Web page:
The Introvert's Guide to Surviving Eid Dawats | The Daily Star
12:00 AM, August 16, 2018 / LAST MODIFIED: 12:00 AM, August 16, 2018

The Introvert's Guide to Surviving Eid Dawats

The onset of Eid-ul-Azha brings forth a season filled with excitement, merriment, respect, and charity. Family members and friends alike come out and enjoy the festivities (mainly the food) and with it begins the waves of social events and dawats. But if you're someone who prefers the presence of your own company away from most people, things can get a bit tricky and exhausting.  However, with the help of the following survival guide, your ships will hopefully sail (somewhat) smoothly on troubled waters.



Seeing how introverts feel calm and collected when they are completely alone, this may be the most important tip of all. People who tend to enjoy solitude the most often tend to become emotionally/mentally drained after spending a lot of time with other people. This by no means is a reflection of the people the introvert is interacting with, by the way. Even if they're having a lot of fun, the person's “social battery” may run out of juice with prolonged socialising.

So, if anyone feels this way, it would be greatly beneficial to seek out a quiet place where you can recharge your emotional battery. Here, you can calm yourself down and regain composure by listening to music or reading a chapter of a book, which will make you feel energised enough to return to the social atmosphere.



In association to the previous point, a first aid kit is a must for the introvert trying their best to be more social. However, this first aid kit does not contain bandages, ointment, or anything medicinal. This kit will be whatever helps the person cope with the stress that comes  with socialising. Since it's very subjective to each individual, the contents can vary greatly.

If you're someone who recharges by listening to music, a special playlist filled with your favourite and a pair of earphones will be your best friends. If you prefer a book, downloading a pdf file of a book on your phone is the way to go. Another therapeutic asset to have at hand would be mobile gaming apps with a calming effect to keep you distracted for an adequate amount of time.


Arguably, the best part of any event during Eid would be the food. Tables laden with a myriad of dishes, all with their own distinct aromas, exuding mouth-watering vibrancy, are truly a wonder to behold. People from all walks of life will gather together in perfect harmony and enjoy the marvellous food. But for an introvert, finding a place at the table in a comfortable environment may be difficult.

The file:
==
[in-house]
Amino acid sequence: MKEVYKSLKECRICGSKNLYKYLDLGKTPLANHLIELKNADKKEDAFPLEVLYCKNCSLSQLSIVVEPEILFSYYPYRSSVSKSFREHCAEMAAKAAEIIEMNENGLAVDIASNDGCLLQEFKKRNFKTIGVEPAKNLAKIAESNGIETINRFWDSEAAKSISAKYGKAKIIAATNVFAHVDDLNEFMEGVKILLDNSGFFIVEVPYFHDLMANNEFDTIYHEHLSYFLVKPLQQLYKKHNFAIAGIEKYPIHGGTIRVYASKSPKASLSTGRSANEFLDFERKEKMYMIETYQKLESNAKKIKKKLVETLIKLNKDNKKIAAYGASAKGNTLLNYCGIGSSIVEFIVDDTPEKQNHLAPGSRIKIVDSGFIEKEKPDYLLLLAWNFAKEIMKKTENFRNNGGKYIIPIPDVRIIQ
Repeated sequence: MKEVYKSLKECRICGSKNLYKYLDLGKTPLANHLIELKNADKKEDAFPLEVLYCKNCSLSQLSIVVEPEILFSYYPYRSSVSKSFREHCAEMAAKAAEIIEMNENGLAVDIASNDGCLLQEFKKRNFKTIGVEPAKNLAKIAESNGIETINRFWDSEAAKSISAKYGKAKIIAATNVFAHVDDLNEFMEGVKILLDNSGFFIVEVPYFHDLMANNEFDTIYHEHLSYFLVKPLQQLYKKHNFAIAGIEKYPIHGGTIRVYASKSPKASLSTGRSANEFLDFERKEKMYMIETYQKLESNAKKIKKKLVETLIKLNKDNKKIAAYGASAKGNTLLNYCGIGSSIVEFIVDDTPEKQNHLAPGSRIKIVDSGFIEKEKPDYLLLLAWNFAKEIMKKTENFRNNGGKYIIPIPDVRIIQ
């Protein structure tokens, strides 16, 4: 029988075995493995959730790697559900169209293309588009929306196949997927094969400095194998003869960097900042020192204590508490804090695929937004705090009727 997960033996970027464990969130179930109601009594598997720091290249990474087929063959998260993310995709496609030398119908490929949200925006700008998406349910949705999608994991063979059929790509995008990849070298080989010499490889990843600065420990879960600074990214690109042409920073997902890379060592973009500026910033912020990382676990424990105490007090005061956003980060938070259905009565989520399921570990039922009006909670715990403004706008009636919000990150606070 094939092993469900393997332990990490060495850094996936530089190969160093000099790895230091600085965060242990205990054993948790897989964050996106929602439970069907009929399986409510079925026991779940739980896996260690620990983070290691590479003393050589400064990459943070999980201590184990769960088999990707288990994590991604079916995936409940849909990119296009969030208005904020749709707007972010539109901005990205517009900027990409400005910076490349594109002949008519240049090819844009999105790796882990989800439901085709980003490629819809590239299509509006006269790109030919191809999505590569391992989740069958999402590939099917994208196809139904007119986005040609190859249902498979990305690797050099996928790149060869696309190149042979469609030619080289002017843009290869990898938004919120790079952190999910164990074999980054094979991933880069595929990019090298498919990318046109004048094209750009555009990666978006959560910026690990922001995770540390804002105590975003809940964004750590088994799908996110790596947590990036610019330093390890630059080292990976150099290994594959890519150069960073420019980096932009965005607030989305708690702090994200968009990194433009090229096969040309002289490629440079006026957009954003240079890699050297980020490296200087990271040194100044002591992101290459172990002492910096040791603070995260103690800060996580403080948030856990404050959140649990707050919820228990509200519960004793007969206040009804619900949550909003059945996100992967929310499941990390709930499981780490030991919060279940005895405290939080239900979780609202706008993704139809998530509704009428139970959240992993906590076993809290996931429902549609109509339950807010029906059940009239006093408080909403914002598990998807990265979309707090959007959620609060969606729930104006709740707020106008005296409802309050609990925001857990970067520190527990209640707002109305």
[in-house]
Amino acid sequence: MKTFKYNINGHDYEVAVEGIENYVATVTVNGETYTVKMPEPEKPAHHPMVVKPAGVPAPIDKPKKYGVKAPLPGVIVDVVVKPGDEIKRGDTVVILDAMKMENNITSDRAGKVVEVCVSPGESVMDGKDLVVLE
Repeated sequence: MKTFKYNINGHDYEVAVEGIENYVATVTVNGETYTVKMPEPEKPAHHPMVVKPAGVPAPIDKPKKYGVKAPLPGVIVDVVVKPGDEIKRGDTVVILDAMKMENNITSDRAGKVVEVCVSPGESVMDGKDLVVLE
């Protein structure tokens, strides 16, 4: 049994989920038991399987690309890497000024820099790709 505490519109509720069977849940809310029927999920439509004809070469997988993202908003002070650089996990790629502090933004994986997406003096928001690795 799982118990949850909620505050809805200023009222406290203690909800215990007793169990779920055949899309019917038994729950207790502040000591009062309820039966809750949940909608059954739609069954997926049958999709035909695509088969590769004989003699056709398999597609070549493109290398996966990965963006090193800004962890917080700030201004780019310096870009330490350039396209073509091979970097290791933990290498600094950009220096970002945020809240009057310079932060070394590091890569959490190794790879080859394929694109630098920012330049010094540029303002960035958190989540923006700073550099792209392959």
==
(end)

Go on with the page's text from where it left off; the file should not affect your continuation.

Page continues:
The most ideal scenario would be to find a seat at a table or area when it is filled with people you are at ease with. Acquiring the food you desire may seem like a gruelling task, too, but don't feel immobilised by shyness when asking for what you want, especially for the last tikka. However, if things don't go your way and you end up being seated with strangers, fear not. No matter how different you seem to be from them, a sure-fire way of becoming acquaintances with complete strangers is to engage in the sacred art of discussing food. Comment on something minuscule about the beef or polao and watch the magic happen. If things lull into awkward silence, it's completely fine. But if the awkward tension gets to the point where it can be cut with a knife, simply get up, pile some more food on your plate and tell them about how good it is.



One of the biggest problems an introvert faces is social anxiety. It can vary from person to person, (and is not limited to introversion, of course) but generally, introverts tend to feel like they're constantly being scrutinised and analysed. This can limit the need for socialising, even potentially nipping it in the bud.

In times like this, it is best to stay mindful of how you are not constantly being judged. Sure, people analyse each other constantly, but most of the negative thoughts are usually baseless and are products of overthinking. One of the biggest tricks to overcome this is to focus completely on the person or people that you are interacting with. Try to be more present in the conversation and really attempt to understand what the other person is trying to convey through their words and body language. As a result, you will stay distracted enough to not overthink about yourself.



Events like dawats can be mentally and emotionally taxing. They may result in a lot of awkward encounters and situations or just simply put your introverted self in a highly uncomfortable situation. Additionally, being surrounded by many people can give rise to claustrophobia.

However, they can also bring you a great deal of happiness and allow you to make memories that you will fondly look back on someday. If you allow yourself to be more open, with a little help, to social interactions, it will change your perspective on yourself and others. It will also enforce positive changes in yourself, such as an increase in confidence and self-esteem. But most importantly, it will give you one of the joys of Eid and make it worth remembering with a sense of enthusiasm.


Fatima Jahan Ena considers herself to be a chaotically neutral egg with feelings. Fight her at

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